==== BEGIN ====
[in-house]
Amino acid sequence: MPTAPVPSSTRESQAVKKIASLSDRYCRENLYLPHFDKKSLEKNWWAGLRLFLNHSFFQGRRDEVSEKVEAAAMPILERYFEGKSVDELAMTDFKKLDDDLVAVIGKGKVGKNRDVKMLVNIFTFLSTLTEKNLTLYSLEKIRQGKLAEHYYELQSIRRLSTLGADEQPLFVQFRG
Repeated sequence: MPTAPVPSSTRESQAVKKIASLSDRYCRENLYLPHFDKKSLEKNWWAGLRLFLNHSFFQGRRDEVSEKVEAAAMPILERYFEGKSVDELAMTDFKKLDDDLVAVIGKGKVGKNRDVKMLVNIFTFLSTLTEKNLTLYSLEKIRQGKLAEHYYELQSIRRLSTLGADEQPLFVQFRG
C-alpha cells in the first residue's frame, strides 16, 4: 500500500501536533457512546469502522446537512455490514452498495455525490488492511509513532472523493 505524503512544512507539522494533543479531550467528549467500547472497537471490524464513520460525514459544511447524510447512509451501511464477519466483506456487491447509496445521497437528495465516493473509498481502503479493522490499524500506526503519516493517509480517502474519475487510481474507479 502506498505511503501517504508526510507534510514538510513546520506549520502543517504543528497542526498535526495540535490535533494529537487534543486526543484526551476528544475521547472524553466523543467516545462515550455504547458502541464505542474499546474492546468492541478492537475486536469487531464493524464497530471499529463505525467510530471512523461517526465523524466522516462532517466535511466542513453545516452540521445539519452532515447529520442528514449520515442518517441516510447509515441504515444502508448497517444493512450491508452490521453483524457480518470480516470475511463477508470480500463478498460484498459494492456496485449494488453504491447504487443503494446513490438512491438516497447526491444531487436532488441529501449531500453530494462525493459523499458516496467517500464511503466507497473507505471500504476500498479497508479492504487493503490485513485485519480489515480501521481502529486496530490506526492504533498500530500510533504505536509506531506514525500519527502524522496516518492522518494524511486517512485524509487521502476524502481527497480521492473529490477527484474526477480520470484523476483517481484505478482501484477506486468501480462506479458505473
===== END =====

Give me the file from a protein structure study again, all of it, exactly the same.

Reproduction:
[in-house]
Amino acid sequence: MPTAPVPSSTRESQAVKKIASLSDRYCRENLYLPHFDKKSLEKNWWAGLRLFLNHSFFQGRRDEVSEKVEAAAMPILERYFEGKSVDELAMTDFKKLDDDLVAVIGKGKVGKNRDVKMLVNIFTFLSTLTEKNLTLYSLEKIRQGKLAEHYYELQSIRRLSTLGADEQPLFVQFRG
Repeated sequence: MPTAPVPSSTRESQAVKKIASLSDRYCRENLYLPHFDKKSLEKNWWAGLRLFLNHSFFQGRRDEVSEKVEAAAMPILERYFEGKSVDELAMTDFKKLDDDLVAVIGKGKVGKNRDVKMLVNIFTFLSTLTEKNLTLYSLEKIRQGKLAEHYYELQSIRRLSTLGADEQPLFVQFRG
C-alpha cells in the first residue's frame, strides 16, 4: 500500500501536533457512546469502522446537512455490514452498495455525490488492511509513532472523493 505524503512544512507539522494533543479531550467528549467500547472497537471490524464513520460525514459544511447524510447512509451501511464477519466483506456487491447509496445521497437528495465516493473509498481502503479493522490499524500506526503519516493517509480517502474519475487510481474507479 502506498505511503501517504508526510507534510514538510513546520506549520502543517504543528497542526498535526495540535490535533494529537487534543486526543484526551476528544475521547472524553466523543467516545462515550455504547458502541464505542474499546474492546468492541478492537475486536469487531464493524464497530471499529463505525467510530471512523461517526465523524466522516462532517466535511466542513453545516452540521445539519452532515447529520442528514449520515442518517441516510447509515441504515444502508448497517444493512450491508452490521453483524457480518470480516470475511463477508470480500463478498460484498459494492456496485449494488453504491447504487443503494446513490438512491438516497447526491444531487436532488441529501449531500453530494462525493459523499458516496467517500464511503466507497473507505471500504476500498479497508479492504487493503490485513485485519480489515480501521481502529486496530490506526492504533498500530500510533504505536509506531506514525500519527502524522496516518492522518494524511486517512485524509487521502476524502481527497480521492473529490477527484474526477480520470484523476483517481484505478482501484477506486468501480462506479458505473